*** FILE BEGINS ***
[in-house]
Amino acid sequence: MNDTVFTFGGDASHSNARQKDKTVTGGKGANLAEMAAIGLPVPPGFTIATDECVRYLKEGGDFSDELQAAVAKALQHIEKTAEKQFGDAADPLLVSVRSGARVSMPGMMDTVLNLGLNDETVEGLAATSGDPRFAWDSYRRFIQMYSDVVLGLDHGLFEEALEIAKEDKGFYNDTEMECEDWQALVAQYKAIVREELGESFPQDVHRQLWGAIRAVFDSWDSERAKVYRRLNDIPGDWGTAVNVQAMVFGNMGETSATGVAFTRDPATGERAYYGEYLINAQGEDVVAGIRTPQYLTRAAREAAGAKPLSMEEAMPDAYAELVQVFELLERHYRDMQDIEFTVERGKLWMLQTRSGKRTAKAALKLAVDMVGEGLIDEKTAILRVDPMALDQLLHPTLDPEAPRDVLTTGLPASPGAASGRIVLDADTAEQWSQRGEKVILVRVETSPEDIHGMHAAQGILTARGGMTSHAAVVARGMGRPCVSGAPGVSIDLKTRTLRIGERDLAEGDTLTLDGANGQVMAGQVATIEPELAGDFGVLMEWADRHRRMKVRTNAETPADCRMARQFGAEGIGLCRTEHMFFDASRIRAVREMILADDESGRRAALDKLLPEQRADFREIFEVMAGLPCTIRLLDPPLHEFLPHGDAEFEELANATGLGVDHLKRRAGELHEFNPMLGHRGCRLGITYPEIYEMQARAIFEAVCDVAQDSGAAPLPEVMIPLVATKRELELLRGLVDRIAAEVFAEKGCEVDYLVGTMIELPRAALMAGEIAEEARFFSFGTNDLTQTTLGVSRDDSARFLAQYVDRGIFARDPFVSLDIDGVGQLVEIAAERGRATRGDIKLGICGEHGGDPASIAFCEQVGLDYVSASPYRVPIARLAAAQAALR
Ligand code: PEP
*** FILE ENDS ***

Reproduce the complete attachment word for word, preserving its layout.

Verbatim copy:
[in-house]
Amino acid sequence: MNDTVFTFGGDASHSNARQKDKTVTGGKGANLAEMAAIGLPVPPGFTIATDECVRYLKEGGDFSDELQAAVAKALQHIEKTAEKQFGDAADPLLVSVRSGARVSMPGMMDTVLNLGLNDETVEGLAATSGDPRFAWDSYRRFIQMYSDVVLGLDHGLFEEALEIAKEDKGFYNDTEMECEDWQALVAQYKAIVREELGESFPQDVHRQLWGAIRAVFDSWDSERAKVYRRLNDIPGDWGTAVNVQAMVFGNMGETSATGVAFTRDPATGERAYYGEYLINAQGEDVVAGIRTPQYLTRAAREAAGAKPLSMEEAMPDAYAELVQVFELLERHYRDMQDIEFTVERGKLWMLQTRSGKRTAKAALKLAVDMVGEGLIDEKTAILRVDPMALDQLLHPTLDPEAPRDVLTTGLPASPGAASGRIVLDADTAEQWSQRGEKVILVRVETSPEDIHGMHAAQGILTARGGMTSHAAVVARGMGRPCVSGAPGVSIDLKTRTLRIGERDLAEGDTLTLDGANGQVMAGQVATIEPELAGDFGVLMEWADRHRRMKVRTNAETPADCRMARQFGAEGIGLCRTEHMFFDASRIRAVREMILADDESGRRAALDKLLPEQRADFREIFEVMAGLPCTIRLLDPPLHEFLPHGDAEFEELANATGLGVDHLKRRAGELHEFNPMLGHRGCRLGITYPEIYEMQARAIFEAVCDVAQDSGAAPLPEVMIPLVATKRELELLRGLVDRIAAEVFAEKGCEVDYLVGTMIELPRAALMAGEIAEEARFFSFGTNDLTQTTLGVSRDDSARFLAQYVDRGIFARDPFVSLDIDGVGQLVEIAAERGRATRGDIKLGICGEHGGDPASIAFCEQVGLDYVSASPYRVPIARLAAAQAALR
Ligand code: PEP